A Lawrentian in Chile

Burnett, Shaunna

I was trawling about online a couple of days ago when I noticed that even normal websites, not of a cooking bent, kept flashing turkey recipes at me. Huh. Thanksgiving already? I paused to reminisce about my grandmother’s pecan pie and the annual how-are-we-going-to-cook-the-turkey discussion, then continued on.
Yesterday, I ate mulberries off a tree and sprawled out on the grass after I’d saturated myself with the monitor’s washed-out glow. I fell asleep for a half an hour and returned to the computer lab toasty with a sunburn.
Last night, the window was open when I was falling asleep. The air was warm and soft and I heard a neighbor saying, “Hey, monkey! Where you going?” The men kept chatting under my window and it slowly dawned on me that I’d understood what was said without pausing to translate each word.
I was translating tourist information at my internship this morning when I surprised my supervisors by finishing in half the time. I am by no means fluent in Spanish, but that was the most quantifiable sign of improvement I’ve had yet.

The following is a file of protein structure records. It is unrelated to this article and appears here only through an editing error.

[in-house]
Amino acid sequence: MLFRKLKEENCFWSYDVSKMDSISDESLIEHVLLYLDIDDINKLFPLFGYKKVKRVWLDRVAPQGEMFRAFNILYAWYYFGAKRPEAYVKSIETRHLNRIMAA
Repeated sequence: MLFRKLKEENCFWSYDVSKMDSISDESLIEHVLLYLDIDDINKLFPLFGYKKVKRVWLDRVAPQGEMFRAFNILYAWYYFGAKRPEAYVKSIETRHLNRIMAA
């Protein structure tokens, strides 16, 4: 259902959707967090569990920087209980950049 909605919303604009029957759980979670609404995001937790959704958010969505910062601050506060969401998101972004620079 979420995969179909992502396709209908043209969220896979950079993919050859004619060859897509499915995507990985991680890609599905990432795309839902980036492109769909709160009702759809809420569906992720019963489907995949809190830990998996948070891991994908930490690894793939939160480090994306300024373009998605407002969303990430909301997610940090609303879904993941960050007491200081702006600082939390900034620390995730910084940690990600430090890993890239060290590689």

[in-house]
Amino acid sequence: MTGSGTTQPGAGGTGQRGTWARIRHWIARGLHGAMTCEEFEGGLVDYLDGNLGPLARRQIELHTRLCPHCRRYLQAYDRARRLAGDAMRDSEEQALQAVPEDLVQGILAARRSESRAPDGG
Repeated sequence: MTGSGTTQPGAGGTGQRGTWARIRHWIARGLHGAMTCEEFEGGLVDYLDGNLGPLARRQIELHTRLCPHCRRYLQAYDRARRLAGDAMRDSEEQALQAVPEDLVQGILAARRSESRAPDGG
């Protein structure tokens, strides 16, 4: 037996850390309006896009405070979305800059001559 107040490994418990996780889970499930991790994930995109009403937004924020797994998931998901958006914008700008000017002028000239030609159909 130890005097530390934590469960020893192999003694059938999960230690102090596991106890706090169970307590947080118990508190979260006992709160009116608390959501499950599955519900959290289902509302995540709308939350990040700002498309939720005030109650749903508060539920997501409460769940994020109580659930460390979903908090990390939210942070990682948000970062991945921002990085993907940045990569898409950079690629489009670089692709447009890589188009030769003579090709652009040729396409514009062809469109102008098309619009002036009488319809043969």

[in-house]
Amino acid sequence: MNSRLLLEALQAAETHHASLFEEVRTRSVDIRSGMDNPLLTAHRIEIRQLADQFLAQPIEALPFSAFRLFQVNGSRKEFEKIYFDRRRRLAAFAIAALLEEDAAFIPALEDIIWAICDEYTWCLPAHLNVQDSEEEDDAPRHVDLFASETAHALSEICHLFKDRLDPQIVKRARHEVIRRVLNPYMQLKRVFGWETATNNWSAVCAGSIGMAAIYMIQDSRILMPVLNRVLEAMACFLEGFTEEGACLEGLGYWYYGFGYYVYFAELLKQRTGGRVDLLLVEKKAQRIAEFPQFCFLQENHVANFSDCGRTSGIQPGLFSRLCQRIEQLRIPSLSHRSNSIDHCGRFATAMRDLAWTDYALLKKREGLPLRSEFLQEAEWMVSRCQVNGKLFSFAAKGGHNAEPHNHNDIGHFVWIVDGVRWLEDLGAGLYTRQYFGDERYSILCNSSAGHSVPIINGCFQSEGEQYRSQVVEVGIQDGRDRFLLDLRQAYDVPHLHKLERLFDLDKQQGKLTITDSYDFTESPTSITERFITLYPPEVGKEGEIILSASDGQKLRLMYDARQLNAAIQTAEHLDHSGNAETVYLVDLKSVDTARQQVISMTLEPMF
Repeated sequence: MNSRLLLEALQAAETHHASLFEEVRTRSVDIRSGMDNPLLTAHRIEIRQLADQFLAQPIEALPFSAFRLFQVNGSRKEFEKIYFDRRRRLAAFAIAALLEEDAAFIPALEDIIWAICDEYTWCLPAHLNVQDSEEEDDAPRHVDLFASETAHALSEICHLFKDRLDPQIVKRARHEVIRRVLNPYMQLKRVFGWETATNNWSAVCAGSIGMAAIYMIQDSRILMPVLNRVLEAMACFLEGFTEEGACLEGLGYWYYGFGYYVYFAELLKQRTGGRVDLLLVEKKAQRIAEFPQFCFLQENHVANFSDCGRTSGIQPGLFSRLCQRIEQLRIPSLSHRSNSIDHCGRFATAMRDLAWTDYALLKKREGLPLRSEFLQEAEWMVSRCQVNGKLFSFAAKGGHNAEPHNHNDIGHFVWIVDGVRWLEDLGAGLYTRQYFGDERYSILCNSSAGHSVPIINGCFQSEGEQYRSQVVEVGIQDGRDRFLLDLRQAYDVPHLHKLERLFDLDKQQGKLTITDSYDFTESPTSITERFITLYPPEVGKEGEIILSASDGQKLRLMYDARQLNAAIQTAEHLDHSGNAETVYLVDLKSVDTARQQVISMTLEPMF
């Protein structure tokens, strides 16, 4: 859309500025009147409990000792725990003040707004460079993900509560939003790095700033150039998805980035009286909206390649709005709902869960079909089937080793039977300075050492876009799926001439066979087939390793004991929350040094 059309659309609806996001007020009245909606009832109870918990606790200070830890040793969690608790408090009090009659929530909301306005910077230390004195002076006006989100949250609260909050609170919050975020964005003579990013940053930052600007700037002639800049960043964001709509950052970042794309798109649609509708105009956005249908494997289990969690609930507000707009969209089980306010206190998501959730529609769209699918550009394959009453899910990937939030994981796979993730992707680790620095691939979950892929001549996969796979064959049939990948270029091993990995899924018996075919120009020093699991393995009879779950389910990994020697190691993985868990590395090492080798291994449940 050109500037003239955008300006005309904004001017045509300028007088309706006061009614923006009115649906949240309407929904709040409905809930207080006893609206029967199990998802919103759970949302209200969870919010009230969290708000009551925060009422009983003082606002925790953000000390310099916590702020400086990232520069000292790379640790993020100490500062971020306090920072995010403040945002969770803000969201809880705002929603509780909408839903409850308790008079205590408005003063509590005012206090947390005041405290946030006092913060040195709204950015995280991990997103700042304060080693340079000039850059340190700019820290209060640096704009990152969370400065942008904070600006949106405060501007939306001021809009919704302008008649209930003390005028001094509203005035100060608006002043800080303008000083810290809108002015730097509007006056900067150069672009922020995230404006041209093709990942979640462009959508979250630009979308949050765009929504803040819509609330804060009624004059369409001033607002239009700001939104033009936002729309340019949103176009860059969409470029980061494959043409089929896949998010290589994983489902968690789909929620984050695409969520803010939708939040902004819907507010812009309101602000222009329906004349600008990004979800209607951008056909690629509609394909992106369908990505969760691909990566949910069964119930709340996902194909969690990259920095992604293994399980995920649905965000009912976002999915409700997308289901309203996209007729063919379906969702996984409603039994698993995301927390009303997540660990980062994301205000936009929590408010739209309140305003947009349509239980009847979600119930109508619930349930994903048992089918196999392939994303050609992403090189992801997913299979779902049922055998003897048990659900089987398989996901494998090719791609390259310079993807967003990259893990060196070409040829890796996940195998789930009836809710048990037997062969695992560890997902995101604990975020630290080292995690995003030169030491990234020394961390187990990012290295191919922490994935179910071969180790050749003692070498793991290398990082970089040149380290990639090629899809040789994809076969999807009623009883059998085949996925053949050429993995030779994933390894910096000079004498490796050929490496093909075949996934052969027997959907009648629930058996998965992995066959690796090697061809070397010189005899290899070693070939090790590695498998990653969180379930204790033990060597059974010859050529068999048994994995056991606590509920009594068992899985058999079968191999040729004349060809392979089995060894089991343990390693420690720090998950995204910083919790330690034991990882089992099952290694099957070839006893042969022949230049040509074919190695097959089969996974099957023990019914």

I left my internship office early and ambled down the street, feeling my fingers swell from the heat. I started planning Christmas gifts and subsequent online shopping in my head, which started me on holiday reminiscences. This made me realize that it’s cold in the States right now, even in the Sonoran Desert. My parents are contending with Christmas cards and politicking with the extended family, sharing out their children’s vacation time between grandparents. Lawrentians are arranging to be home, to visit a friend’s home, or to create a makeshift, campus-bound home for Thanksgiving.
And so it hit me: it is hot and dry here, not cold and frosty, and no one cares about Thanksgiving. Something else will kick off the shopping season – there’s always something. No large fowl will be cooked in any manner, no one will clean frenziedly, no one will discuss the political correctness of Thanksgiving’s historical origins, and there will be no other typical Turkey Day traditions. Somehow, the absence of this holiday that I won’t have celebrated in Arizona for three years now made me take heed that I am really not at home right now.
It seems that while I try to make Chile familiar, known, and in some manner my own, and I find myself more and more at ease here, these little moments become curiouser and curiouser.

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